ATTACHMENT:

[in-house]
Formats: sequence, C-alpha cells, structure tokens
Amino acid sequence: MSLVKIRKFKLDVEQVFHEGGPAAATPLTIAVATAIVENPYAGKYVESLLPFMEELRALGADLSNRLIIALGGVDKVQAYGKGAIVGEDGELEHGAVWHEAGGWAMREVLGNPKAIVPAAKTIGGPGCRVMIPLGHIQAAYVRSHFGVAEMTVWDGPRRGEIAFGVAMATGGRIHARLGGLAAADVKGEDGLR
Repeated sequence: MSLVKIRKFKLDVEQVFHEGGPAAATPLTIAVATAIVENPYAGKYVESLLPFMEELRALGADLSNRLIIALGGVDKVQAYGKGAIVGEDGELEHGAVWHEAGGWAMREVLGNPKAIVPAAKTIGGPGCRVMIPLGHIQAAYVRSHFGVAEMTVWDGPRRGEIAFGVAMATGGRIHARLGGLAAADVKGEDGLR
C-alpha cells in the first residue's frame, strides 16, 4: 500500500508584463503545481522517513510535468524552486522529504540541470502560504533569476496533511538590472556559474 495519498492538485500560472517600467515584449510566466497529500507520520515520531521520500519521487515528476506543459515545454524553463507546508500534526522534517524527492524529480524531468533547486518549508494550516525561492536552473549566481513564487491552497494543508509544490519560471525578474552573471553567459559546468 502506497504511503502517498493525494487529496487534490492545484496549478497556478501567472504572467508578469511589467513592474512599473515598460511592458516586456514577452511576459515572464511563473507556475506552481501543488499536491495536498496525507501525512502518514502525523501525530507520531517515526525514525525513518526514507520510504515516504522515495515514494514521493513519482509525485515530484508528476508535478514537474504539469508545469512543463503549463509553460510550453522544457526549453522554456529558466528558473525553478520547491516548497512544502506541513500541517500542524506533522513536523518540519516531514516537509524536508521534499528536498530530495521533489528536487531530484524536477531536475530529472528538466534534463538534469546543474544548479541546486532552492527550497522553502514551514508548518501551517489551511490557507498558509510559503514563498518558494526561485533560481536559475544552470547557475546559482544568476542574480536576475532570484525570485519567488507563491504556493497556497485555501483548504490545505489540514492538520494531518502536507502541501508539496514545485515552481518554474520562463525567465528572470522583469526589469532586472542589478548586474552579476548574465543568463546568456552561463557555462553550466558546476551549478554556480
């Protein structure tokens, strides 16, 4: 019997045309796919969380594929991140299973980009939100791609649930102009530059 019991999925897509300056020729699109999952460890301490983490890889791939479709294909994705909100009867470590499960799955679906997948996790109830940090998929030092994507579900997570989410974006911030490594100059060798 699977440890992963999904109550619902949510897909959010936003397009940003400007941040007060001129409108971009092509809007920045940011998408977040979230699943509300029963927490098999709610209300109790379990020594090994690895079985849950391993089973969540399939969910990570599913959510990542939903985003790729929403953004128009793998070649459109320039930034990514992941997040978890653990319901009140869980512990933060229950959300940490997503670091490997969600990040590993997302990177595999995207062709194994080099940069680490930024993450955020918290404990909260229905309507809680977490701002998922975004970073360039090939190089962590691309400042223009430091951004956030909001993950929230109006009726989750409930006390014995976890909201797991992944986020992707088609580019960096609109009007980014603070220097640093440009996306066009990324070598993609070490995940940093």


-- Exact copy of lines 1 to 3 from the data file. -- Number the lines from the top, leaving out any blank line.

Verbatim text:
[in-house]
Formats: sequence, C-alpha cells, structure tokens
Amino acid sequence: MSLVKIRKFKLDVEQVFHEGGPAAATPLTIAVATAIVENPYAGKYVESLLPFMEELRALGADLSNRLIIALGGVDKVQAYGKGAIVGEDGELEHGAVWHEAGGWAMREVLGNPKAIVPAAKTIGGPGCRVMIPLGHIQAAYVRSHFGVAEMTVWDGPRRGEIAFGVAMATGGRIHARLGGLAAADVKGEDGLR